Somewhat hidden to outsiders on the side of a strip mall, the Carthage Cafe (3446 W Foster Ave, 773-539-9004) is a Mediterranean hookah bar with large windows and sun-drenched tables. Crème-colored rooms are decorated with tasteful wooden furniture and the occasional tasseled throw pillow. Open from lunch until 2:30 am, this coffee shop, hookah cafe and restaurant give North Park residents a little bit of everything they’re craving from afternoon to late evening (and it’s actually okay to sit and stay all day). The daily lunch specials run under $8, and when it comes to dinner you will definitely want to try the thick sliced lamb kebabs—a little more pricey, but worth the splurge. Vegetarians are well-suited at Carthage Cafe, too—the veggie sampler has everything from hummus to baba ghannouj to outstanding garlic spinach dip.
Some of the best hazelnut coffee in Chicago can be found in the North Park neighborhood at Schlegl’s Bakery and Cafe (3334 W Foster Ave, 773-539-9207). Using third generation recipes from the Bavarian Hills of Germany, Schlegl’s offers up cakes, tortes, croissants, morning sweet treats, and evening sugar rushes. The caramel pecan pull-apart coffee cake is great by the piece with a cup of coffee and a good book, but the best option is to buy the entire cake to take home and share with the family. Sit all day until the early evening when there are occasional end-of-the-day sales on pastries, since Schlegl’s makes everything fresh daily.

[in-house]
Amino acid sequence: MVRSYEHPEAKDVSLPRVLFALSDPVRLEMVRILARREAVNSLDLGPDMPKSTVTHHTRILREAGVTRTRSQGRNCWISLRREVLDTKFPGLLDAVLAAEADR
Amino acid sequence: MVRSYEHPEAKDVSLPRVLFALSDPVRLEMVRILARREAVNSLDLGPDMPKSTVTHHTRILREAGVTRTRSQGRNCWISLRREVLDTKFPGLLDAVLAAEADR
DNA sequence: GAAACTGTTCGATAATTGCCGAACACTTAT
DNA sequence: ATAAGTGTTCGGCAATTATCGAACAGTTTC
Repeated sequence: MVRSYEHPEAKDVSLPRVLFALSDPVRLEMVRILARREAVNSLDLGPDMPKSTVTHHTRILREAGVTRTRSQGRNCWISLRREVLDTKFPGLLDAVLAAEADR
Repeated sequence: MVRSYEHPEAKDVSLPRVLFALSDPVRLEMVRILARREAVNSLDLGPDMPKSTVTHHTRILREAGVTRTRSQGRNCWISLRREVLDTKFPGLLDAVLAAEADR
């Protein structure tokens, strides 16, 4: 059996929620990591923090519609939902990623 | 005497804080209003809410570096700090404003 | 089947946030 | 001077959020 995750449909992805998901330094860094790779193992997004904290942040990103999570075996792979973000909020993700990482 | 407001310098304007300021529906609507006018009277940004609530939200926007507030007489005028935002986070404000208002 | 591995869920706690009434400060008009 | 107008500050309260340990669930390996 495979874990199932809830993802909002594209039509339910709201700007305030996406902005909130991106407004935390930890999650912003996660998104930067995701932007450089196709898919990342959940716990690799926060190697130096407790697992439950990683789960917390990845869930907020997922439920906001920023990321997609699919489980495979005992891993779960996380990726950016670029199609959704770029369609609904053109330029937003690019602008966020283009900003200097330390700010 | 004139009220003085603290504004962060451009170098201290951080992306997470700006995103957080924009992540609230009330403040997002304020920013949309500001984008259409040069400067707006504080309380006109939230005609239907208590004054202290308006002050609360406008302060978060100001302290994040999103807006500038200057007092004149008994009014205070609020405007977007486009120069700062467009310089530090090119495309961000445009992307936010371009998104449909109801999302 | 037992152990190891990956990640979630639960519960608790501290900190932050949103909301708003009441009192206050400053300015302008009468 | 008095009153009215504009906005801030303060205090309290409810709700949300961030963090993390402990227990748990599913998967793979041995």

If you’re hungry for more than a sweet snack, Charcoal Delights (3139 W Foster Ave, 773-583-0056) is a bit classier than the McDonald’s across the street—but just barely, and that’s how we like it. The cheese steak delight is kind of like a Chicago-style Philly, with cheddar cheese, grilled onions and sweet peppers. Charcoal has been around for over 40 years and it’s easy to see why, what with the good service, great burgers and no rush to get you out the door. Right across the street from North Park University, Loree’s Restaurant (3232 W Foster Ave, 773-583-4978) has the feel of a coffee shop but the space of a family diner. Open from 7 am to 11 pm, Loree’s is run by a Thai family and their menu shows it; North Park students and local residents can get anything from spicy Asian dishes to good ole’ meatloaf. Save room for cheesecake and ice cream though, it goes good with the coffee while you sit and study.
The perfect place for a quick spring roll fix in this north side Chicago neighborhood is Hunan Wok (3411 W Bryn Mawr Ave, 773-539-9650). A family-owned buffet and restaurant, Hunan keeps prices affordable for all the students walking by in between classes. The buffet has all the rice, pork, beef, chicken and wonton standards, and it will cost about five bucks for lunch and under $10 for dinner. For those that aren’t crazy about buffets, Hunan has a standby menu and the garlic chicken is a definite must! Down the street, Mi Na Ri Oriental Restaurant (3311 W Bryn Mawr Ave, 773-267-3590) is small and is decorated with simple potted plants, large fish tanks, thin wooden screens, and plenty of Korean magazines scattered on the counter. The menu is bilingual—Korean and English—and the mandoo rice cake stew is a favorite among regulars. An entree will run under 10 bucks, but make sure not to go on a Sunday or you’ll be disappointed—Mi Na Ri is closed.